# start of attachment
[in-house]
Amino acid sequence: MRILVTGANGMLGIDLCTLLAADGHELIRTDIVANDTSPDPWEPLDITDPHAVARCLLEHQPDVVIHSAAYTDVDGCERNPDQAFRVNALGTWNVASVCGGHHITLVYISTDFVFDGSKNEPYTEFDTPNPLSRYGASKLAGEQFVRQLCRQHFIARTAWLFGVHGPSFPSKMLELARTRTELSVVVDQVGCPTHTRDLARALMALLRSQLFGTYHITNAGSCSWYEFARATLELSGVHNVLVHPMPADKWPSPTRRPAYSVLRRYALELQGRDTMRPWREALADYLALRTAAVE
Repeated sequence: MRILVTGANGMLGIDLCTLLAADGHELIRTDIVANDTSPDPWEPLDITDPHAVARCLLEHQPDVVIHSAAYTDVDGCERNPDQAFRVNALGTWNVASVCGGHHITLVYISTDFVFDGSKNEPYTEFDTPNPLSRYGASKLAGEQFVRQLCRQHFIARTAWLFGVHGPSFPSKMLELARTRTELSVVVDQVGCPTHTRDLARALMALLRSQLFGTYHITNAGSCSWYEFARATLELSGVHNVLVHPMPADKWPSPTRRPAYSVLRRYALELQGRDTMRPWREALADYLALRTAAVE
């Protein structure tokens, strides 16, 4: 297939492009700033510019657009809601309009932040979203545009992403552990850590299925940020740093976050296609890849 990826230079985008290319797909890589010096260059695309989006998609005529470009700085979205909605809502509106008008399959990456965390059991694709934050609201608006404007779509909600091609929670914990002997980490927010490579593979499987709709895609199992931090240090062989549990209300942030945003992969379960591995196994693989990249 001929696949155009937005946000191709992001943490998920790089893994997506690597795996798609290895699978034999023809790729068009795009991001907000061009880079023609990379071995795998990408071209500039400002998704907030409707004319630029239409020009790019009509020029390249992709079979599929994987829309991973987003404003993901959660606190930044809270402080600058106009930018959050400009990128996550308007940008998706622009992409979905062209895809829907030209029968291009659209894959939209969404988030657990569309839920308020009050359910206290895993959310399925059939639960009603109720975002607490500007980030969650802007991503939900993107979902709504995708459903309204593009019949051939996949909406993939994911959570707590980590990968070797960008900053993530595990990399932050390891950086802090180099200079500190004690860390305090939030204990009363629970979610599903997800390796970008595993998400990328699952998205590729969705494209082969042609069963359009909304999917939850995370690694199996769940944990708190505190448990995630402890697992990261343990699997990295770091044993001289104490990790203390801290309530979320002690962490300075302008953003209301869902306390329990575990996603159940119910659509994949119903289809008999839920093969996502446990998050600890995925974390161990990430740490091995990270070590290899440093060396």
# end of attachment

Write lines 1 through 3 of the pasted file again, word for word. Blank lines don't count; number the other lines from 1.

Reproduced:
[in-house]
Amino acid sequence: MRILVTGANGMLGIDLCTLLAADGHELIRTDIVANDTSPDPWEPLDITDPHAVARCLLEHQPDVVIHSAAYTDVDGCERNPDQAFRVNALGTWNVASVCGGHHITLVYISTDFVFDGSKNEPYTEFDTPNPLSRYGASKLAGEQFVRQLCRQHFIARTAWLFGVHGPSFPSKMLELARTRTELSVVVDQVGCPTHTRDLARALMALLRSQLFGTYHITNAGSCSWYEFARATLELSGVHNVLVHPMPADKWPSPTRRPAYSVLRRYALELQGRDTMRPWREALADYLALRTAAVE
Repeated sequence: MRILVTGANGMLGIDLCTLLAADGHELIRTDIVANDTSPDPWEPLDITDPHAVARCLLEHQPDVVIHSAAYTDVDGCERNPDQAFRVNALGTWNVASVCGGHHITLVYISTDFVFDGSKNEPYTEFDTPNPLSRYGASKLAGEQFVRQLCRQHFIARTAWLFGVHGPSFPSKMLELARTRTELSVVVDQVGCPTHTRDLARALMALLRSQLFGTYHITNAGSCSWYEFARATLELSGVHNVLVHPMPADKWPSPTRRPAYSVLRRYALELQGRDTMRPWREALADYLALRTAAVE